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What is Unix?. A multi-user networked operating system “Operating System” Handles files, running other programs, input/output Just like DOS or Windows “Networked” Designed for server use Networking is an intrinsic part of the system “Multi-user”

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What is unix
What is Unix?

  • A multi-user networked operating system

    • “Operating System”

      • Handles files, running other programs, input/output

      • Just like DOS or Windows

    • “Networked”

      • Designed for server use

      • Networking is an intrinsic part of the system

    • “Multi-user”

      • Every user has different settings and permissions

      • Multiple users can be logged in simultaneously

  • Tons of fun!!! 

This tutorial provided by UW ACM

http://www.cs.washington.edu/orgs/acm/Questions to [email protected], [email protected]

Iws instructional work servers
IWS (Instructional Work Servers)

  • There are 4 instructional Unix servers:

    • attu1, attu2, attu3 and attu4.

    • They can be accessed through attu.cs

  • Accessing the servers:

    • Terminal Programs:

      • telnet (insecure; cannot be used)

      • ssh (via the TeraTerm, Putty, or official SSH programs)

        • Start -> Program Files -> Unix Connectivity -> Ssh -> SSH-x attu

    • File Transfer Programs

      • ftp (insercure; cannot be used at UW)

      • O:\unix\iws\<username>

      • Secure file transfer (from C&C) http://www.washington.edu/computing/


Logging in
Logging In

  • Which server you use (almost) doesn’t matter – all four allows access to your files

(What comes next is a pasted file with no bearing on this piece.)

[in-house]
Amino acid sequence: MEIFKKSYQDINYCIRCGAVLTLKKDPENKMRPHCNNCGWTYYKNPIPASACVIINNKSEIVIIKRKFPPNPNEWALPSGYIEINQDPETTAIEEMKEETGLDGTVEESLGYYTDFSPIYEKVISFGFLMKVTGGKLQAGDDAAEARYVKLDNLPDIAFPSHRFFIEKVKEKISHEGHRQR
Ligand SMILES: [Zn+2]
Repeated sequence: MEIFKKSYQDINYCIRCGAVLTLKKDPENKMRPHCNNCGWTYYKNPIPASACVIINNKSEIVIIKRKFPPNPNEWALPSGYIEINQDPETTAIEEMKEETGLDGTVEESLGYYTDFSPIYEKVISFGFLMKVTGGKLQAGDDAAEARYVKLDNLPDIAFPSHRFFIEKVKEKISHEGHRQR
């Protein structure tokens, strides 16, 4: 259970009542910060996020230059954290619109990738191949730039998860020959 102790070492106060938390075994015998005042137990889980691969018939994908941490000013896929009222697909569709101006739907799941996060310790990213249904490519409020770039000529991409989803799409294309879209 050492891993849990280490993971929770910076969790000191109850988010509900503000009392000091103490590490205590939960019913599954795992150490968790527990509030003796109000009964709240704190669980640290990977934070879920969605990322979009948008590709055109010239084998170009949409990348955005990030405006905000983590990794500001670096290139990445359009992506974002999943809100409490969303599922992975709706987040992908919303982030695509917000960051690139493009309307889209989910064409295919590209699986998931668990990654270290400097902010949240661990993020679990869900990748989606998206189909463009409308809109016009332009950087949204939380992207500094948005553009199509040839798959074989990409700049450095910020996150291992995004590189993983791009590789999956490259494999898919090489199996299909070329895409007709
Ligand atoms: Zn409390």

• Although your Windows and Unix usernames (and passwords) are the same, they are two separate accounts

    • Your z: drive is not your Unix account

  • Connecting:

    • We’ll connect to the Unix machines via ssh

    • After connection, you are presented with a login prompt

    • After logging in, you’re placed in your home directory (where your personal files are located)

The command prompt
The Command Prompt

  • Commands are the way to “do things” in Unix

  • A command consists of a command name and options called “flags”

  • Commands are typed at the command prompt

  • In Unix, everything (including commands) is case-sensitive

[prompt]$ <command> <flags> <args>

attu1:/u15/awong$ ls –l -a unix-tutorial


(Optional) arguments

Command Prompt

(Optional) flags

Note: In Unix, you’re expected to know what you’re doing. Many

commands will print a message only if something went wrong.

Two basic commands
Two Basic Commands

  • The most useful commands you’ll ever learn:

    • man (short for “manual”)

    • info

  • They help you find information about other commands

    • man <cmd> or info <cmd> retrieves detailed information about <cmd>

    • man –k <keyword> searches the man page summaries (faster, and will probably give better results)

    • man –K <keyword> searches the full text of the man pages

fiji:/u15/awong$ man –k password

passwd (5) - password file

xlock (1) - Locks the local X display until a password is entered

fiji:/u15/awong$ passwd

Two basic commands info
Two Basic Commands (info)

  • Info, as opposed to man, is category based

  • Documents are hyperlinked

    • info<cmd>retrieves detailed information about<cmd>

    • infoby itself will give instructions on its usage

    • Type q to quit.

    • Type h for help.


  • In Unix, files are grouped together in other files called directories, which are analogous to folders in Windows

  • Directory paths are separated by a forward slash: /

    • Example: /u10/hctang/classes/cse326

  • The hierarchical structure of directories (the directory tree) begins at a special directory called the root, or /

    • Absolute paths start at /

      • Example: /u10/hctang/classes/cse326

    • Relative paths start in the current directory

      • Example: classes/cse326 (if you’re currently in /u10/hctang)

  • Your home directory is where your personal files are located, and where you start when you log in.

    • Example: /u10/hctang

Directories cont d
Directories (cont’d)

  • Handy directories to know

    ~ Your home directory

    .. The parent directory